The Other McCain

"One should either write ruthlessly what one believes to be the truth, or else shut up." — Arthur Koestler

Thursday Is Mary Jo Kopechne Day; Would Government Health Care Have Been A Good Investment For Her?

Posted on | July 17, 2012 | 6 Comments

by Smitty

Roughly three weeks shy of 343 years to the day after ersatz naval architect Ted Kennedy proved conclusively that a ’67 Olds does not a submarine make, but with the right name you can still be the Lyin’ of the Senate, the PPACA decision arrived, in a flurry of prestidigitation that defies reasonable analysis. That is, only an oxygen-deprived academic could find sense in it.
A lot of the smarter folk aren’t buying the country’s in the very best of hands argument about PooPoocACA (ObamaTax).

The point is, [elites] don’t care, and will be perfectly happy to engineer a “meltdown” of the American health care system by any means necessary, for the simple reason that they will then use that meltdown as an opening to push full single-payer, government administered socialized medicine into the breach.

Ted sure did put his concern about health care way ahead of politics:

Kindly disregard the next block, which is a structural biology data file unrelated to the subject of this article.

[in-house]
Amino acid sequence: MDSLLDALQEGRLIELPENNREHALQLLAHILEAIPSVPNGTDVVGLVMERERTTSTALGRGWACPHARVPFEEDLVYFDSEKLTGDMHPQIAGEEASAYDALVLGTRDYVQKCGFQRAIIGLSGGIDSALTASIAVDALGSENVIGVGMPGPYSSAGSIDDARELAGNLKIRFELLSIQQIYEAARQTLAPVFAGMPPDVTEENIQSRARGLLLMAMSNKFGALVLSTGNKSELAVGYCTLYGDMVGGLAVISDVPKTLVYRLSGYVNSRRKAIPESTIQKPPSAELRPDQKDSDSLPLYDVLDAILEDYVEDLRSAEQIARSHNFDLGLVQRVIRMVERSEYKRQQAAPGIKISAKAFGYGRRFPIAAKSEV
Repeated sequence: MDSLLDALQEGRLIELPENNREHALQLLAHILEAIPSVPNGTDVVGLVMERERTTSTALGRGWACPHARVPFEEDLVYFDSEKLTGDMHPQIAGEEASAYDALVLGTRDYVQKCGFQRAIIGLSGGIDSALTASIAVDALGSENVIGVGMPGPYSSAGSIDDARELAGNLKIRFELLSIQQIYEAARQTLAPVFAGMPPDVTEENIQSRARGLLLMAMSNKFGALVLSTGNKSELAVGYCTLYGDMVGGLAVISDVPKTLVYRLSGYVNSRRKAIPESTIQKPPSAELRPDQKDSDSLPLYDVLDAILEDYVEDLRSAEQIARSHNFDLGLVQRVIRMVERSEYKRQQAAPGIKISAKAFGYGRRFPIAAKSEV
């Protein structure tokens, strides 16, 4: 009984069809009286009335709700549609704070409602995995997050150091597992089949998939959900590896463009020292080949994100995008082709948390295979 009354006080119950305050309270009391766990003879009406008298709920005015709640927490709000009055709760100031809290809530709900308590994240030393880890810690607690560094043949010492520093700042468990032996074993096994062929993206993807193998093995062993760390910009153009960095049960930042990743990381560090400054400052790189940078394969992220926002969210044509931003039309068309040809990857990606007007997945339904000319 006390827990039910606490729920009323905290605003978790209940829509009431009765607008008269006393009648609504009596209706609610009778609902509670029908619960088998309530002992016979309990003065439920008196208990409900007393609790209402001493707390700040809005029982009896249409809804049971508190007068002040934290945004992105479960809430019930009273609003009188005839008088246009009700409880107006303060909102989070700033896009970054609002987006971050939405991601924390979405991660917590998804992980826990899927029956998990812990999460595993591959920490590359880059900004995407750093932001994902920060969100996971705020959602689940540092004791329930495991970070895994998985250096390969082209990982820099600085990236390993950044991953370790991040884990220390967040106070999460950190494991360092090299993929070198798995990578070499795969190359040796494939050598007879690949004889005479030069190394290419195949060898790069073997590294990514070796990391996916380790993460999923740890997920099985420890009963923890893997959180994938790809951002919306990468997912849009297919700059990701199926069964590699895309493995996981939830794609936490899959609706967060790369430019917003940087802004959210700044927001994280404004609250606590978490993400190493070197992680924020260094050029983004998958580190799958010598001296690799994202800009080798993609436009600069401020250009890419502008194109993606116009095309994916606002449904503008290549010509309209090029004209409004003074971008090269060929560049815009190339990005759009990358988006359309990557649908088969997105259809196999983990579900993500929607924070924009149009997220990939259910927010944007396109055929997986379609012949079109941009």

Nixon had other reasons, beside his dead brothers, to support reform. Medicare had just been passed, and many Americans expected universal health care to be next.
“We had the same problems then as we have now,” Altman said. “A lot of people uninsured, and health care costs were considered too high.”
Ted Kennedy, whom Nixon assumed would be his rival in the next election, made universal health care his signature issue. Kennedy proposed a single-payer, tax-based system. Nixon strongly opposed that on the grounds that it was un-American and would put all health care “under the heavy hand of the federal government.”
Instead, Nixon proposed a plan that required employers to buy private health insurance for their employees and gave subsidies to those who could not afford insurance. Nixon argued that this market-based approach would build on the strengths of the private system.
“Government has a great role to play, he said, “but we must always make sure that our doctors will be working for their patients and not for the federal government.”
No one breathed a word at the time about Nixon’s plan being unconstitutional. Instead, it faced opposition from Democrats who insisted on “single-payer.”

More recently:

Ted Kennedy often said his biggest political mistake was turning down a health care deal with Richard Nixon and Kennedy’s old lament had Democrats yesterday thinking again about compromise on reform.